Posted by Wicked Sago | Posted in International , Internet , People | Posted on 12:05 PM
10. Nick Denton - Founder, Gawker Media
British journalist and internet entrepreneur, the founder and proprietor of the blog collective Gawker Media, and the managing editor of the New York-based Gawker.com.
Denton was educated at University College School and University College, Oxford. He began his career as a journalist with the Financial Times. He co-wrote a book about the collapse of Barings Bank called All That Glitters. He was one of the founders of a social networking site called First Tuesday and co-founded Moreover Technologies with David Galbraith and Angus Bankes, schoolmates from UCS.
Denton was featured in the Sunday Times Rich List 2007 in position 502 with an estimated wealth of £140m (approximately $290m) based on the sale of his previous companies and the current value of Gawker Media. He was once featured in a Vanity Fair photoshoot.
Denton is openly gay.
9. Drew Curtis - Founder, Fark.com
Founder and an administrator of Fark.com. He graduated from Luther College in Decorah, Iowa in 1995. From 1996 to 2002, he owned and operated DCR.NET, an ISP based in Frankfort, Kentucky. Curtis published his first book It's Not News, It's FARK: How Mass Media Tries to Pass off Crap as News in May 2007. It soon became a bestseller.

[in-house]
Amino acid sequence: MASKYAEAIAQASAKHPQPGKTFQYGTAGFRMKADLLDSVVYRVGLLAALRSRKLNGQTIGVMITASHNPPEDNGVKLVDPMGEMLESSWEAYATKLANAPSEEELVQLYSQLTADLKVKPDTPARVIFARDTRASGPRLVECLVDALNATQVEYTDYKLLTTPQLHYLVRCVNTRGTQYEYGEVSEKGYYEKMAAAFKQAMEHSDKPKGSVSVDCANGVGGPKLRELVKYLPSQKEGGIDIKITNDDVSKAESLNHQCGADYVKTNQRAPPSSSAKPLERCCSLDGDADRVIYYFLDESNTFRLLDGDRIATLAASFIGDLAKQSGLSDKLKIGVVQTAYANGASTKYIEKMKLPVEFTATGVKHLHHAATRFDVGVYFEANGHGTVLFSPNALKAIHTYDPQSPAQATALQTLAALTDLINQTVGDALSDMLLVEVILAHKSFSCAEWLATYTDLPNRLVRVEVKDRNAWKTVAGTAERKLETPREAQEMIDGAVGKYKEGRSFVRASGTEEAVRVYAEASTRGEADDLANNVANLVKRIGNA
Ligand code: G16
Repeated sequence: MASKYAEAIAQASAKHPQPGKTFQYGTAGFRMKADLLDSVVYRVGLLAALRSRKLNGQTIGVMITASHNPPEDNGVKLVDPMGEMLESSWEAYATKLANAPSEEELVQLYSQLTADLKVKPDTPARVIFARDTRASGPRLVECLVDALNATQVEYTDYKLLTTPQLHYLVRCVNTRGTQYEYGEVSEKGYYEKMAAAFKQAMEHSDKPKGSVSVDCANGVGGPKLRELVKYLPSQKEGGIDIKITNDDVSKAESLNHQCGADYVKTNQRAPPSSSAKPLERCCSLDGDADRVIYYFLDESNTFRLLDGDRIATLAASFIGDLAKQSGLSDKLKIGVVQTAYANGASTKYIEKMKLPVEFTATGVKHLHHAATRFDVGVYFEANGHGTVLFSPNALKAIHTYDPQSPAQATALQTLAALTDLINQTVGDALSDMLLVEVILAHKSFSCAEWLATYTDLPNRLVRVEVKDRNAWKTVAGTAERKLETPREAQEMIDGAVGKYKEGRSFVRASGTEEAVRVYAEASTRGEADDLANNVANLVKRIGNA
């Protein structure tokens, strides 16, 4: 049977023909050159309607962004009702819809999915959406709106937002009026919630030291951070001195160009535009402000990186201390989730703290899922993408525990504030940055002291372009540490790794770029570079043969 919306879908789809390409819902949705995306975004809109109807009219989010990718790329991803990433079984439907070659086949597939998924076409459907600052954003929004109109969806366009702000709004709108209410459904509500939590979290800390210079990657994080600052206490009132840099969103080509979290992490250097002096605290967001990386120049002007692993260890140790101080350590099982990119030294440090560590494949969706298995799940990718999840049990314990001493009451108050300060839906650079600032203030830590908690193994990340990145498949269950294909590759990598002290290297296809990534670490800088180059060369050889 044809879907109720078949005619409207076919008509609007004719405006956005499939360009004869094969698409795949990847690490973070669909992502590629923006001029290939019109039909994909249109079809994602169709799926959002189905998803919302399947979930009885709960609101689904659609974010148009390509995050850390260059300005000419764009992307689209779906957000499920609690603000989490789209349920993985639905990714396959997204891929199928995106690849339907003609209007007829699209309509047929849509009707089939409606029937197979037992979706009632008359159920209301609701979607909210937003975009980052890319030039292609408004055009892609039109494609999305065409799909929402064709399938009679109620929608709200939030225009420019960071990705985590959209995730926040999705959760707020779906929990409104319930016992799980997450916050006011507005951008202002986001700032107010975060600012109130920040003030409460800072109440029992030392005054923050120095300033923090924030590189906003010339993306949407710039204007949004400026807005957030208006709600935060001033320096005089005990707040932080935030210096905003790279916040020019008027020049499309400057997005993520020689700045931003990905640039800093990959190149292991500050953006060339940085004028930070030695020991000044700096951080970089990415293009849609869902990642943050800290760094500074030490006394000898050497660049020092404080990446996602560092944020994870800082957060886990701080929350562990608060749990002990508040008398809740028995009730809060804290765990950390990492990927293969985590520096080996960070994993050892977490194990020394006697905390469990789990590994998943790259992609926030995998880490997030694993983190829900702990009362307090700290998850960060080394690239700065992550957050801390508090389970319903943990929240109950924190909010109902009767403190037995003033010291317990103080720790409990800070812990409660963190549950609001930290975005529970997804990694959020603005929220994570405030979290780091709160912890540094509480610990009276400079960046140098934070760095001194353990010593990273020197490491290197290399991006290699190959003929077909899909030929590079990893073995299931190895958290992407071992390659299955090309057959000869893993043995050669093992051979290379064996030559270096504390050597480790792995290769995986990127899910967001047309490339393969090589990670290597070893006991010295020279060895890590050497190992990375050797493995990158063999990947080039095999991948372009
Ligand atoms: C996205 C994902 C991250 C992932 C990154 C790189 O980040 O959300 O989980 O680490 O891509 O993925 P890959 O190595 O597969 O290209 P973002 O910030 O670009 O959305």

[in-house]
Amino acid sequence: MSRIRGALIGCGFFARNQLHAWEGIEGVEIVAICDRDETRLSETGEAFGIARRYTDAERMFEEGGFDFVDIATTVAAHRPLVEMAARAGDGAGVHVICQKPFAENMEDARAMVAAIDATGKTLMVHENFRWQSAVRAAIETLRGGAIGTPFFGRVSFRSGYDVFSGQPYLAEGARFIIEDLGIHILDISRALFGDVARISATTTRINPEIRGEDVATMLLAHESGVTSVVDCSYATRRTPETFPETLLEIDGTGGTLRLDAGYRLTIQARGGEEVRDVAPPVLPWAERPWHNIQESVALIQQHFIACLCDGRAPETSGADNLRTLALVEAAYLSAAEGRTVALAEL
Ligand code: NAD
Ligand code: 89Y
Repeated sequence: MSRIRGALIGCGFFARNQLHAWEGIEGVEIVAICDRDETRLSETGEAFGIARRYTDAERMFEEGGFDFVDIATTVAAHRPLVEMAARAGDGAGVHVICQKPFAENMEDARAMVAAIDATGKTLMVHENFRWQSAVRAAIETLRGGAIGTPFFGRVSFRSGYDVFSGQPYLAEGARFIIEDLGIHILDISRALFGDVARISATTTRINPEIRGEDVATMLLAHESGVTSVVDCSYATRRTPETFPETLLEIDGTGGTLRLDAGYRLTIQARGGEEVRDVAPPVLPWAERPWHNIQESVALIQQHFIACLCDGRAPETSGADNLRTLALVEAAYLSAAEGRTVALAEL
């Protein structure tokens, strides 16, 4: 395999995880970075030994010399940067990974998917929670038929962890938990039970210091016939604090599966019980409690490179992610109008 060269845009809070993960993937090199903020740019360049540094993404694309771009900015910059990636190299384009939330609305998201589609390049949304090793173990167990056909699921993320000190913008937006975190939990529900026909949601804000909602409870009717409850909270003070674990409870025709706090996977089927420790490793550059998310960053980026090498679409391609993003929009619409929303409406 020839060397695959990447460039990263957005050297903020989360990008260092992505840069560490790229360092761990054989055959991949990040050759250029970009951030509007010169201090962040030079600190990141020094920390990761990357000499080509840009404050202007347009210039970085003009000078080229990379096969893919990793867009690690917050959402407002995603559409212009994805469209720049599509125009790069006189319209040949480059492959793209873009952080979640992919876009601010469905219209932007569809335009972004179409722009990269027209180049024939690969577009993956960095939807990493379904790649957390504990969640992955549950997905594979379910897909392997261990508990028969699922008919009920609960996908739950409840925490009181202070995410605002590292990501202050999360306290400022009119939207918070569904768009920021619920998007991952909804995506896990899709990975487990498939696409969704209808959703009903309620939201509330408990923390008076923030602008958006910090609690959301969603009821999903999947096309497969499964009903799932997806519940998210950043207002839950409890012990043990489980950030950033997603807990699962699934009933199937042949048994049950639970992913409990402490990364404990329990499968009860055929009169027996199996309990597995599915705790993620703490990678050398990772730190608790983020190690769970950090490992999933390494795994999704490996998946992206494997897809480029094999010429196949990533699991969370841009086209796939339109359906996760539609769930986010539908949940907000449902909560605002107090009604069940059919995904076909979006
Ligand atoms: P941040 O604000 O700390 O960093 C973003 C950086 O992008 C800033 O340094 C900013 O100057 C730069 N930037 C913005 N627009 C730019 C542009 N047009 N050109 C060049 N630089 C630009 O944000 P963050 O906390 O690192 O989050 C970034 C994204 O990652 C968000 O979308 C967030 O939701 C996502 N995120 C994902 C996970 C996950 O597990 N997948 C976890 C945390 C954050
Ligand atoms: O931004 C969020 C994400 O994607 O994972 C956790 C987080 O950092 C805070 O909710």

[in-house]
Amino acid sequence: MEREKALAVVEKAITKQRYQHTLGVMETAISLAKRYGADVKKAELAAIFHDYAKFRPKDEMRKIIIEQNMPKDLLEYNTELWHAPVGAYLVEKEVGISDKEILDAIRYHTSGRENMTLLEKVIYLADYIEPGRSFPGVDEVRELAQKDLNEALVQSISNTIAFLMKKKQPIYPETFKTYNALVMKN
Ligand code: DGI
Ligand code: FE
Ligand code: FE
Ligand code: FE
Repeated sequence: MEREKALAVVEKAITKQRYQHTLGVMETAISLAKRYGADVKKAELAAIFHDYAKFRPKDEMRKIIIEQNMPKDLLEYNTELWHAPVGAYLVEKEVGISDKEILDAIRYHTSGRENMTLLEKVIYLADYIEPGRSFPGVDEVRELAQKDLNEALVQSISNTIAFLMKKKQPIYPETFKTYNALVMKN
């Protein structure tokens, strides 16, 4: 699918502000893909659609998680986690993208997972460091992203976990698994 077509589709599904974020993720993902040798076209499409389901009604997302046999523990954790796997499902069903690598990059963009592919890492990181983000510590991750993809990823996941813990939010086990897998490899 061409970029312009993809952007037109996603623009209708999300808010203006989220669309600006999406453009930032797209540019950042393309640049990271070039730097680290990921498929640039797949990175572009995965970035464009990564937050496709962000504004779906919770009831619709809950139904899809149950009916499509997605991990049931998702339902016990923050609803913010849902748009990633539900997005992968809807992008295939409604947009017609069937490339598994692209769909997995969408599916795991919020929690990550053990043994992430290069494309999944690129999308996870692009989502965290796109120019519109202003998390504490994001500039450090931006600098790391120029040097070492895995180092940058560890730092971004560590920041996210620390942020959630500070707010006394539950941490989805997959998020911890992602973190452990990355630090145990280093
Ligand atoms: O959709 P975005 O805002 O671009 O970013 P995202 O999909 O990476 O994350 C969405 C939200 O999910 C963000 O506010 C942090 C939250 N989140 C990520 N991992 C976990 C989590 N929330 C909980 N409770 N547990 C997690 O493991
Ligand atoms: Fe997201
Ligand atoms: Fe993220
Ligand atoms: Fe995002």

8. Bram Cohen - Cofounder, BitTorrent Protocol
American computer programmer, best known as the author of the peer-to-peer (P2P) BitTorrent protocol, as well as the first file sharing program to use the protocol, also known as BitTorrent. He is also the co-founder of CodeCon, organizer of the San Francisco Bay Area P2P-hackers meeting, and the co-author of Codeville.
He currently lives in the San Francisco Bay Area with his wife Jenna and their three children.
7. Jean-Francois Clavier - Founder and Managing Partner, Softtechvc.com
Angel investor in Web 2.0 startups like NetVibes, personal-finance service Mint, and social advertising network SocialMedia. Five of his investments have exited the market via acquisition by Yahoo!, AOL, and others.
6. Pete Cashmore - founder, Mashable.com
New media expert, technology consultant, and founder of Mashable, one of the top-twenty blogs in the world according to Technorati. Founded in July 2005, the site focuses on “all that’s new on the Web” including information about social networks, websites, and content.
Cashmore was selected as a top 25 Forbes Web Celeb in 2007 and was also featured in BusinessWeek.
5. Dries Buytaert – Founder and Lead, Drupal.org
An open-source software programmer and the founder and lead of the Drupal CMS. Buytaert defended his PhD dissertation in Computer Science on January 27, 2008 at the University of Ghent in Belgium.
From 1999─2000 he was the maintainer of the GNU/Linux WLAN FAQ.
On December 1, 2007, Dries announced, together with co-founder Jay Batson the launch of a start-up called Acquia. Acquia wants to be to Drupal what Red Hat has been to Linux.